Attention to effects of federal policies has often focused on legal or bureaucratic barriers to obtaining resources on public lands. For example, tribes have sought to obtain large redcedar (Thuja plicata) logs, which are used to make canoes, totem poles, and other traditional craft items (Garibaldi and Turner 2004). NWFP monitoring reports (Vinyeta and Lynn 2015) have highlighted agency fees and other obstacles when attempting to obtain such logs from public lands. Recent revisions to policies that recognize tribal rights to gather forest products for traditional and cultural purposes without fees may have ameliorated some of these conflicts; however, even where tribes have opportunities to simply harvest resources, they also want to tend those resources on public lands using traditional practices (Dobkins et al. 2016).
Impacts to tribal harvests by non-Native Americans is a long-standing issue, not only for salmon but also terrestrial resources including huckleberries, mushrooms, floral greens, and other forest products (Dobkins et al. 2016). One study found that some nontribal commercial harvesters, including immigrants from Southeast Asia and Latin America, had incentives to overharvest such resources because they were unlikely to recoup the benefit of leaving it, whereas tribal harvesters followed cultural practices that were more likely to favor sustainability (Richards and Creasy 1996).
Through our literature review, we identified several strategies that have been piloted and could address dimensions of social-ecological traps (Table 1). For some of these strategies, public lands management agencies have a primary role in implementation; for others, their role may be more complementary. We focused heavily on managing the condition of forest resources and fire regimes because those activities are a core mission of federal land management agencies, unlike addressing problems that are more social and institutional in nature, such as poverty and land tenure. Those broader dimensions of the trap are important to consider and address. However, managing fire regimes and forests is a particularly important lever because tribes, scientists, and land management agencies increasingly share the belief that alteration of fire regimes has reduced the availability of desired conditions and increased vulnerability to more extreme and harmful wildfires. That shared understanding has included greater recognition of the interdependence of people and their forest environments and the need to withstand some short-term costs (such as having to conduct smaller burns more frequently) to achieve long-term benefits (Spies et al. 2014). Such changes in societal mindsets are important for escaping traps (Tidball 2016).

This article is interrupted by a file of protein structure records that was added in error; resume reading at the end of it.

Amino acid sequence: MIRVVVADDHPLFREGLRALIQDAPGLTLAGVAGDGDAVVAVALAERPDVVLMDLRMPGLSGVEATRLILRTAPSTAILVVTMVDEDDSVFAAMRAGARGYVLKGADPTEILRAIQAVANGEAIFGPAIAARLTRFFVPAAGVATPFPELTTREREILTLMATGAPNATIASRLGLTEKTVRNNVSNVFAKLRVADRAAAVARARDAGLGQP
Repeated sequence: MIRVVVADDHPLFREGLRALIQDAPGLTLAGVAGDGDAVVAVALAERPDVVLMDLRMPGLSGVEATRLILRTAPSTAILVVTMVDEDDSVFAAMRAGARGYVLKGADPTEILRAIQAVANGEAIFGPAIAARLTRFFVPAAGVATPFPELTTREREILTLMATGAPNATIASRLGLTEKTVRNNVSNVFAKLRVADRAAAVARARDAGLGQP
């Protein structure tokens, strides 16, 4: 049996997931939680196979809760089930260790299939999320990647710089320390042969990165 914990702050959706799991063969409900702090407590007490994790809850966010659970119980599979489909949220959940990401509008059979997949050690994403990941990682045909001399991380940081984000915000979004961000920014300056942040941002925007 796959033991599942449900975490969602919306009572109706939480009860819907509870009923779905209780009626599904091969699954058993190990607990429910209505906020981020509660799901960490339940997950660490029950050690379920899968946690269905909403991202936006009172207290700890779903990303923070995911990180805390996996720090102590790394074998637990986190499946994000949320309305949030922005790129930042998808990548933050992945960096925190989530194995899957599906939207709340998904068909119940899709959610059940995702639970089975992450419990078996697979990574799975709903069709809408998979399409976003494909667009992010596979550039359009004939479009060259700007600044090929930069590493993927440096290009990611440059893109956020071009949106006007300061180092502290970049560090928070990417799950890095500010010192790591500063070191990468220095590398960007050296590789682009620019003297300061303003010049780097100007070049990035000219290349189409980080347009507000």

For several decades, researchers have recognized the loss of resilience in systems that historically experienced low intensity due to fire suppression. Carpenter and Brock (2008) and other researchers have highlighted “allowance for diverse fire regimes” as a general strategy for breaking out of a rigidity trap resulting from forest fire suppression. Similarly, Holling and Meffe (1996) called for an end to a fire suppression policy in such regions. However, simply ending fire suppression would create hazards and harms for both forest and human communities that have adapted to the lack of fire. For example, various species protected under federal law, including the northern spotted owl that was an impetus for the NWFP, are associated with thick forests. Both social and ecological factors make it difficult to break the cycle resulting from fire exclusion; consequently, the “paradox” of safely returning fire to social-ecological systems requires a whole range of social and land management strategies (Fernandes et al. 2011). In particular, escaping the trap will depend on shifting from command-and-control toward more novel and adaptive experimentation (especially in using fires), as well as engaging people in science and policy and monitoring and developing partnerships to accomplish restoration (Holling and Meffe 1996).